Clearing Away the Traces
This is an excerpt from Under the Midday Moon, the novel I’m working on for NaNo. Adam (as mentioned here) is the main character’s best friend.
This bit of the novel was inspired by the prompt “Traces” provided by the The Daily Post. Since it is a first draft, it is likely to contain errors, typos, and other such idiosyncrasies. Read at your own risk. (~_^)
* * * *
From the front, the house looked normal. Snow had settled over the night, layering the roof and ground with an inch of white, softening the edges of things. As the morning sun rose, bringing with it golden light that made the white bark of the birch trees glow, I could almost believe that last night hadn’t happened after all.
Mom sighed, the sound laden with exhaustion and got out of the car. She slammed the door hard enough to rock the car. I followed her into the house.
“Jesus,” mom said. She stood in the middle of wreck of the living room, looking like stunned survivor of a minor apocalyptic event. The couch was overturned and disemboweled, bits of fluff protruding from the rips in its fabric. The coffee table was crushed, wooden legs splintered and splayed, glass top shattered. The book shelf near the fireplace was collapsed in a heap, books and knickknacks and photo frames mounded in a newly formed hilltop. Shards of broken glass and ceramic were scattered around the room, tiny reflections of light like deformed constellations.
Mom just stood there and stared down at the stain of blood on the rug, which had soaked into the fibers dried to a crusty black. I looked away from that spot. I didn’t want to see it, didn’t want to think about what it meant for Adam, stable but still unconscious back at the hospital.
“Jesus,” she said again and shook her head. She came back to me, glass crunching beneath her feet, and wrapped me in her arms. “It’s going to be okay, you know. We’ll all figure it out. We always do.”
I didn’t hug her back, not believing anything she said. She married dad, promised to love him and be by his side forever, but that was a lie. She was leaving him and dad was missing and Adam was torn up, and nothing was ever going to be okay again.
She kissed the side of my head and let me go, heading away to survey the damage to the kitchen and the basement.
I crossed my arms over my chest, trying to hold in the warmth. It was almost as cold inside as it was outside, due the gaping hole where the sliding glass door used to be. Snow had drifted in through the opening. A bouquet dried flowers lay on the ground amid the remains of my mom’s pumpkin colored vase. Mom had put the fresh cut flowers on the shelf to bring color to the room. Later they were left behind and forgotten weeks ago after mom left to go live at the studio apartment in town. Dad and I hadn’t even noticed them after she had gone. Now the flowers were dried out and shriveled, but they somehow retained most of their bluish purple color, their petals dusted with crystalline snow.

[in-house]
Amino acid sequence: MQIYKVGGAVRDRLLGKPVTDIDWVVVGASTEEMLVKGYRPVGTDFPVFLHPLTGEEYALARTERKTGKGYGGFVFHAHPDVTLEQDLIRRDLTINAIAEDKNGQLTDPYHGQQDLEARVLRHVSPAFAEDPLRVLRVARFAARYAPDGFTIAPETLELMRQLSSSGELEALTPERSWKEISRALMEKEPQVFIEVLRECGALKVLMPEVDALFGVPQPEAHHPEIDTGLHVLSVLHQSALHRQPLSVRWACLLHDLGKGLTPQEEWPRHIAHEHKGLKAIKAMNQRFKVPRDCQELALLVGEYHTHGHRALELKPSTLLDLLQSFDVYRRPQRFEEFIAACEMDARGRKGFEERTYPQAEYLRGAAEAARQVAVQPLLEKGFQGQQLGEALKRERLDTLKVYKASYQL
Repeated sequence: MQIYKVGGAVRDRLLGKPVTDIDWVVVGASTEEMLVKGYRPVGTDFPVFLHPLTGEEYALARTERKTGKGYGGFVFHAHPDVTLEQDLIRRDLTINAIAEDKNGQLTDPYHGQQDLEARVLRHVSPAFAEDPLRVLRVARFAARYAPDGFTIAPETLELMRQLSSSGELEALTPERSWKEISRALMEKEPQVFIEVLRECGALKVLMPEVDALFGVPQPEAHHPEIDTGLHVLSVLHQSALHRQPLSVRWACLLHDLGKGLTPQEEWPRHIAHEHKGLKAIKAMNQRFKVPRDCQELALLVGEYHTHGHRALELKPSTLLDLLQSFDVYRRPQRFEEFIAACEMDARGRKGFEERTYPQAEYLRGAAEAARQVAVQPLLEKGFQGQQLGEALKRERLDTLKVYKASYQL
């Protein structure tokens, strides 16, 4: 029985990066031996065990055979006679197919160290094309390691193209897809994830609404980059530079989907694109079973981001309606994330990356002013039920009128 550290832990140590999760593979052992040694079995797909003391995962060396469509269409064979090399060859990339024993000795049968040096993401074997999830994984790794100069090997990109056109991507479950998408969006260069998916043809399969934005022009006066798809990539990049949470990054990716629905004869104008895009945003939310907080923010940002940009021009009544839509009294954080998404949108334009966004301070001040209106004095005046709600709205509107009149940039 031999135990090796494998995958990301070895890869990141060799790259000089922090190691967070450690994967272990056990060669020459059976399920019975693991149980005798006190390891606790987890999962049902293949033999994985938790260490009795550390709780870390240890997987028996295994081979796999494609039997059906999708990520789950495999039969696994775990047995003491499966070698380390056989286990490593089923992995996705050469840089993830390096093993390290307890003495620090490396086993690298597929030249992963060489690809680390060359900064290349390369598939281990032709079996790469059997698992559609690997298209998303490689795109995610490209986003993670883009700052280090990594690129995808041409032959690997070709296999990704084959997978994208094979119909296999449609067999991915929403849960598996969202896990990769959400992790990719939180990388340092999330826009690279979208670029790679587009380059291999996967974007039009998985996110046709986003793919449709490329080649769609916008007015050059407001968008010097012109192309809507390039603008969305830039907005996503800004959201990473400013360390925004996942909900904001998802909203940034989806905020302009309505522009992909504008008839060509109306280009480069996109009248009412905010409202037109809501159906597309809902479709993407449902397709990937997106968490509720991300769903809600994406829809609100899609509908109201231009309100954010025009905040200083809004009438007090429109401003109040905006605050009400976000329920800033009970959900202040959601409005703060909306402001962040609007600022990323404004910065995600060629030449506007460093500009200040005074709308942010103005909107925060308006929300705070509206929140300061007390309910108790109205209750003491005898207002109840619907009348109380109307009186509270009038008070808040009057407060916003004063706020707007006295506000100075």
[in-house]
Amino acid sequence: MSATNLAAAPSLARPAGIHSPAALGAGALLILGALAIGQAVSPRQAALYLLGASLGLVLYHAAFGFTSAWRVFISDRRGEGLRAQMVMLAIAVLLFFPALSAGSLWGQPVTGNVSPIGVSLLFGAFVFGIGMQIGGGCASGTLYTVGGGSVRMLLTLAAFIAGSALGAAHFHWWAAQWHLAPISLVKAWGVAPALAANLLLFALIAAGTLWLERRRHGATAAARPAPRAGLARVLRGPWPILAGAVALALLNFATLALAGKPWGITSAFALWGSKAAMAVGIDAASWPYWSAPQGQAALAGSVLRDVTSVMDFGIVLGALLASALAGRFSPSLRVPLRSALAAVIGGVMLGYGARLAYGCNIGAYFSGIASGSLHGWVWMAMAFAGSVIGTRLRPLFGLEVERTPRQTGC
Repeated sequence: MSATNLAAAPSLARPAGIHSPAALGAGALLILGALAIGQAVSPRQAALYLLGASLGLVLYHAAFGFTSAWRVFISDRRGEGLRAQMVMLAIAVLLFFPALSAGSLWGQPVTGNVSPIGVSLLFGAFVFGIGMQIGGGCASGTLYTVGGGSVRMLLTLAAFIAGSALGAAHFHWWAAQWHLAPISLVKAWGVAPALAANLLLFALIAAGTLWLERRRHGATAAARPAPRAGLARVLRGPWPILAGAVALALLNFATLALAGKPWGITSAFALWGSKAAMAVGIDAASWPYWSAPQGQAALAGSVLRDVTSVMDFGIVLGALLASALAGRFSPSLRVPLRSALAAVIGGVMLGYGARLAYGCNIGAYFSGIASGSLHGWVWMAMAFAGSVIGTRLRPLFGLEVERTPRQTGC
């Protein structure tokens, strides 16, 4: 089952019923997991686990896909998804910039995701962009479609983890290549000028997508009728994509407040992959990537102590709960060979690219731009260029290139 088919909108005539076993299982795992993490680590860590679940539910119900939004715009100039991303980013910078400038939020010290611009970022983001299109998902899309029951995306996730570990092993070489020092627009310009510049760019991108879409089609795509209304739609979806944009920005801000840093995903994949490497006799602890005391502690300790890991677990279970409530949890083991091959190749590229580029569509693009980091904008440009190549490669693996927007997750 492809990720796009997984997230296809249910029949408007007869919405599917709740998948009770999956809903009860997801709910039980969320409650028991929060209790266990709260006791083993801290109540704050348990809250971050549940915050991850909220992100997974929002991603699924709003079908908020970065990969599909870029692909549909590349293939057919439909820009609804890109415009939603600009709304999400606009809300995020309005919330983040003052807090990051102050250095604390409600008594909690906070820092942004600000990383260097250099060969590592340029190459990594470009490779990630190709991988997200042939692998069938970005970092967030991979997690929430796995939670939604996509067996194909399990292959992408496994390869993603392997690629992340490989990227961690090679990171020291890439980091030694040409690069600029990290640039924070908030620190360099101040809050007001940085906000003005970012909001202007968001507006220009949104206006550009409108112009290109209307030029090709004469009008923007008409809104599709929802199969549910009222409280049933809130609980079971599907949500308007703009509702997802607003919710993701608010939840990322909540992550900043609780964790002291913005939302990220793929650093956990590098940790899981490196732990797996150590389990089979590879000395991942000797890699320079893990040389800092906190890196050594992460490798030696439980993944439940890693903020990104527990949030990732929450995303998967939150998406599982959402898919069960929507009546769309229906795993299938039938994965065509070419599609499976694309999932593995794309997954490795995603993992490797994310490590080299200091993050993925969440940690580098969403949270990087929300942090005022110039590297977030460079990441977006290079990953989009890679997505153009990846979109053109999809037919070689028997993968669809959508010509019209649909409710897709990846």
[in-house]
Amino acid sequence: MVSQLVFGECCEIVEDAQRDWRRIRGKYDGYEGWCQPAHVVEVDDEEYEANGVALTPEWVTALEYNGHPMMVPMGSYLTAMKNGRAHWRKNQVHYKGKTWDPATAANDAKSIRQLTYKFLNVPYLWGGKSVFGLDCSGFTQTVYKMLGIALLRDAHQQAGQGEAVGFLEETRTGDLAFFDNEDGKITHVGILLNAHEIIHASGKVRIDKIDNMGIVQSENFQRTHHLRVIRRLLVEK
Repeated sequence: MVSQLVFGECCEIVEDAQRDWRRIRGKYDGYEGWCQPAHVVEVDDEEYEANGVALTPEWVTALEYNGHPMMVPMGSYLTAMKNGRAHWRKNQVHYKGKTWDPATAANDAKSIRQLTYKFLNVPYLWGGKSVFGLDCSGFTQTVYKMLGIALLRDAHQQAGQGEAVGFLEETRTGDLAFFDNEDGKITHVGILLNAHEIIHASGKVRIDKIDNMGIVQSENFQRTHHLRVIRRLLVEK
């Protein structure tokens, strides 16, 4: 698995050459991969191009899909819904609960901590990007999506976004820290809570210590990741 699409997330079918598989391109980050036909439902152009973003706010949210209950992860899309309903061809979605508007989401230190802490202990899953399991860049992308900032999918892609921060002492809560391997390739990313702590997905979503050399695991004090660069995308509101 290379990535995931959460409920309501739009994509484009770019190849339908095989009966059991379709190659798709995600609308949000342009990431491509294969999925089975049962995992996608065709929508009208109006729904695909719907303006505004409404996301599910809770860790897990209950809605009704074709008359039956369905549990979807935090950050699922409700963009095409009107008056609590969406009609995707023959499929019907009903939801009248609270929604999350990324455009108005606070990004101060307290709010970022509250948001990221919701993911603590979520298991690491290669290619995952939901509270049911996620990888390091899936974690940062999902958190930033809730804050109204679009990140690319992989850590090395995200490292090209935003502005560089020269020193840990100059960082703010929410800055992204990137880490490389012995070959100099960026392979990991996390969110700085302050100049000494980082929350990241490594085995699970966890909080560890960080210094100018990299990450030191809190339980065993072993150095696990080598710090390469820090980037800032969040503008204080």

I stepped out through the broken window and the snow on the porch crunched softly beneath my tennis shoes. My toes were freezing, since I hadn’t bothered to put on socks when Althea and I had rushed Adam to the emergency room the night before.
The layering of snow covered my dad’s paw tracks, erasing his trail when he fled the house. With the sun up now, he must have changed back, leaving him naked and shivering in the cold and probably still hurting from his shotgun wound.
We needed to find him, especially since tonight he’d change again and would be just as dangerous. Even though I couldn’t see his tracks, I could still smell the blood he’d shed and I followed the scent toward the tree line.
“Don’t even think about it.”
I turned at the sound of mom’s voice. “What?”
She stood on the porch in front of the broken window, which looked like a gaping wound in the side of the house. Her arms were crossed in the universal mommy pose that allowed for no arguments. “I don’t want you running off right now, trying to find your dad. Anyone could come along at any minute. We need to get this place cleaned up.”
“—can take care of himself,” she finished for me. “You have no idea how far he’s gone. It could be miles. Besides, it’s not the first time he’s got himself into trouble like this.”
“What do you mean? He’s never gotten out before.” I pictured the basement with the ironwork cage doors that had held solid each full moon as long as I’ve been alive. It had never give out — that is, not until last night.
“When he was younger, before he came to Anchorage, he had trouble figuring out how to keep himself caged. He got out a few times back then. But as far as I know no one got hurt.” Mom said the last part bitterly, as if to emphasize not like now.
I hated her a little for that, for blaming him when really it wasn’t his fault. He couldn’t help becoming the wolf.
“Mom, there’s only six hours of daylight left.”
“Six hours. That’s nothing.”
“I know, Claire. It’s not nearly enough time to get the basement fixed, but we have to try. What’s the use of finding John, if we don’t have anywhere to put him when he changes?”
As much as I didn’t like it, she had a point.
“C’mon, Claire. Get in here so we can get started.”
Behind me the wind hushed through the empty tree boughs and the sun glinted on the fresh snow. It was quiet with no sign of my dad, no sign that anything was moving around. I sighed and follow my mom back into the house.